Graeme Base is without a doubt one of my favorite author/illustrators. His book Animalia is one of my favorite picture books of all time. I love that he (like John Lithgow and his illustrating partner C.F Payne in particular) treats his audience of young readers with respect in both his lavish illustrations and words.
The Sign of the Seahorse appeals to me initially because it is set within the structure of a play. I was about 10 seconds into reading when I fell in love with the lnaguage and visual feast that IS the story! It is both a love story between Pearl the Trout and Bert the Soldiercrab and the rise and fall of uber-villain Gropmund Groper. The Groper has been thwarted in a real estate deal when an oil spill kills the coral reef he has purchased. He invents a scam whereby he spreads the poison which destroyed his reef to another in order to sell his lots to the fleeing denizens of Reeftown (using some “creative” language to advertise his for-sale lots, of course).
The Soldiercrabs are dispatched to discover the cause of the poison that is destroying their reef–unaware that it has all been engineered by The Groper. Corporal Bert, smitten as he is with Pearl the Trout, sends her a love message through his friend Finneus Catfish. Finneus is a member of the Catfish Gang, a group of youngsters who consider themselves “tough” and may occasionally stay out too late, but are basically good-hearted beneath their mischief.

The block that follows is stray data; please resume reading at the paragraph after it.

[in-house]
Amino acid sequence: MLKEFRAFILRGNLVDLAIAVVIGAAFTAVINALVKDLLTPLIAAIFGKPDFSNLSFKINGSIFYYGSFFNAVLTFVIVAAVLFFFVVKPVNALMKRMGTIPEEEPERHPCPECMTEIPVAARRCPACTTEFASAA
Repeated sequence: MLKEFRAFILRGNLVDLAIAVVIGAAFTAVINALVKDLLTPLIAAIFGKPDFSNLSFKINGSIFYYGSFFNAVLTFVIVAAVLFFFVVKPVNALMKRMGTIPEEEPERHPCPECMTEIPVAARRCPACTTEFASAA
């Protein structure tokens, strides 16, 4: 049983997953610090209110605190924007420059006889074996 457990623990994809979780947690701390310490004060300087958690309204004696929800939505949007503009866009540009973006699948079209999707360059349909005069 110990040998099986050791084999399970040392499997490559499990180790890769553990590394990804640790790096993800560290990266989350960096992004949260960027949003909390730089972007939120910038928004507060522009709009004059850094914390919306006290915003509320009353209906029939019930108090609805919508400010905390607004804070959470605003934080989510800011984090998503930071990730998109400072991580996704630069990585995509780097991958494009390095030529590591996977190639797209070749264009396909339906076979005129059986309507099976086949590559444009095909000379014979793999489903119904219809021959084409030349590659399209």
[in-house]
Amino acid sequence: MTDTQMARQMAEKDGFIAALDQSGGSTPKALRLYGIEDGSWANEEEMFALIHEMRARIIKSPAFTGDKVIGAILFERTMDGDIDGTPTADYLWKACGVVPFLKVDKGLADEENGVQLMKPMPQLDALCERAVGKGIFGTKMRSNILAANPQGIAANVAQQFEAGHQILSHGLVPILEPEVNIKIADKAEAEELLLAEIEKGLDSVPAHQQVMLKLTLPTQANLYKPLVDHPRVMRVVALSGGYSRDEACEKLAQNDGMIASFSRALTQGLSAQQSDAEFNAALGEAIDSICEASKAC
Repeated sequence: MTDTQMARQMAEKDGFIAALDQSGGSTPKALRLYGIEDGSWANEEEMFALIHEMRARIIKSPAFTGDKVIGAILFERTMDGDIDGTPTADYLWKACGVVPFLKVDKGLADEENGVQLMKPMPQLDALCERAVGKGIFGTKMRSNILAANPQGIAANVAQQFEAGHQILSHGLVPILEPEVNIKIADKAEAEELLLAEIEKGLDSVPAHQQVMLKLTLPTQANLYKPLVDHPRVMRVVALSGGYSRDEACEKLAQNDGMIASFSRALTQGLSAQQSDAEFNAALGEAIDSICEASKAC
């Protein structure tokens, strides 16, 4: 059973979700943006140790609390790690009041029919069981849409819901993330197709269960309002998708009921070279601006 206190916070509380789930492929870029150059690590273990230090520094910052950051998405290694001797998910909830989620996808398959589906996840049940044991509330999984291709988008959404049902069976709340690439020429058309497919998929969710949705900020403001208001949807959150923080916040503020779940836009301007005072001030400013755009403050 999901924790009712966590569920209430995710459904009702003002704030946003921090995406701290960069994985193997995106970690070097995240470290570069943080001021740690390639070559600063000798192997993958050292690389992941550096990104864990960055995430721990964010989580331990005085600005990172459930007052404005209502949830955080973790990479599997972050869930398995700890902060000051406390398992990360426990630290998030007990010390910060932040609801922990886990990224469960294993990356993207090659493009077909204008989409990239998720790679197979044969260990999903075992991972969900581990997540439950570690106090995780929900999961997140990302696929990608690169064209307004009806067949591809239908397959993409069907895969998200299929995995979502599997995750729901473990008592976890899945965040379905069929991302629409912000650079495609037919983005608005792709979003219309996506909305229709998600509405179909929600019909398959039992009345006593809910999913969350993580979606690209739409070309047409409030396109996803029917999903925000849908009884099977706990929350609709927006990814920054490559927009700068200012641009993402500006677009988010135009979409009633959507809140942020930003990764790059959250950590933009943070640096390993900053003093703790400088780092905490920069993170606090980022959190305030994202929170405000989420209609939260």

An obstacle to Groper’s scam is Pearl Trout and her father, who owns the Seahorse Cafe–a cool, local hangout with good food and live music. The Groper believes if he can close the Seahorse Cafe those sea creatures who have not already left Reeftown will do so. After Groper cheats her father out of the Cafe, Pearl prepares to travel through The Deep, fleeing Reeftown, just as The Groper has planned. She asks Finneus to deliver a love message to Corporal Bert, telling him she will leave her mark of the seahorse along her journey so that he will be able to find her when he returns.
Finneus unwittingly discovers The Groper’s machinations and the Catfish gang nearly defeats Groper and his hoodlums. It is not, however, until the Soldiercrabs also stumble upon the truth and Finneus makes a noble sacrifice that The Groper is brought to justice.
The entire tale is told eloquently in rhyme and is unbelieveably delightful to both read and hear read aloud! The book, itself, becomes a stage upon which the illustrations move and speak and emote. This is a fantastic read-aloud or independent read for almost any age!